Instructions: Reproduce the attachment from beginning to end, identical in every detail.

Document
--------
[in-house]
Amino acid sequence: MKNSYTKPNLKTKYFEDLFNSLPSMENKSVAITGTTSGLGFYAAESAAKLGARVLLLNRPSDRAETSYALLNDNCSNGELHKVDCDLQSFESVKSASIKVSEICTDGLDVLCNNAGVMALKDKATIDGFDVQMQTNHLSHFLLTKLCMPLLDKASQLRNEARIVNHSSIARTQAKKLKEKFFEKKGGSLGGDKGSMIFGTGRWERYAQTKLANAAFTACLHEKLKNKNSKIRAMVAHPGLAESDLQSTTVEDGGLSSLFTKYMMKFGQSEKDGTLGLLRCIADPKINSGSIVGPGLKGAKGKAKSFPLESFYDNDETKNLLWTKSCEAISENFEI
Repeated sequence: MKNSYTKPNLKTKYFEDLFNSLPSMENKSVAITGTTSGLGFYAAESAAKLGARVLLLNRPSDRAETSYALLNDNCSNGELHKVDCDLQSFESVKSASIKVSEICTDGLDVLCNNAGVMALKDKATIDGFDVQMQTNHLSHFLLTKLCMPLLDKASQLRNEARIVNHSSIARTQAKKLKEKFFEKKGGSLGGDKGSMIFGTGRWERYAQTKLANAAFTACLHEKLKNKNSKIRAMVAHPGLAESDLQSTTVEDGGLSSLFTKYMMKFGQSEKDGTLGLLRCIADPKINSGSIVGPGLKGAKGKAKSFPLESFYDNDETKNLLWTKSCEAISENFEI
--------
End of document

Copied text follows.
[in-house]
Amino acid sequence: MKNSYTKPNLKTKYFEDLFNSLPSMENKSVAITGTTSGLGFYAAESAAKLGARVLLLNRPSDRAETSYALLNDNCSNGELHKVDCDLQSFESVKSASIKVSEICTDGLDVLCNNAGVMALKDKATIDGFDVQMQTNHLSHFLLTKLCMPLLDKASQLRNEARIVNHSSIARTQAKKLKEKFFEKKGGSLGGDKGSMIFGTGRWERYAQTKLANAAFTACLHEKLKNKNSKIRAMVAHPGLAESDLQSTTVEDGGLSSLFTKYMMKFGQSEKDGTLGLLRCIADPKINSGSIVGPGLKGAKGKAKSFPLESFYDNDETKNLLWTKSCEAISENFEI
Repeated sequence: MKNSYTKPNLKTKYFEDLFNSLPSMENKSVAITGTTSGLGFYAAESAAKLGARVLLLNRPSDRAETSYALLNDNCSNGELHKVDCDLQSFESVKSASIKVSEICTDGLDVLCNNAGVMALKDKATIDGFDVQMQTNHLSHFLLTKLCMPLLDKASQLRNEARIVNHSSIARTQAKKLKEKFFEKKGGSLGGDKGSMIFGTGRWERYAQTKLANAAFTACLHEKLKNKNSKIRAMVAHPGLAESDLQSTTVEDGGLSSLFTKYMMKFGQSEKDGTLGLLRCIADPKINSGSIVGPGLKGAKGKAKSFPLESFYDNDETKNLLWTKSCEAISENFEI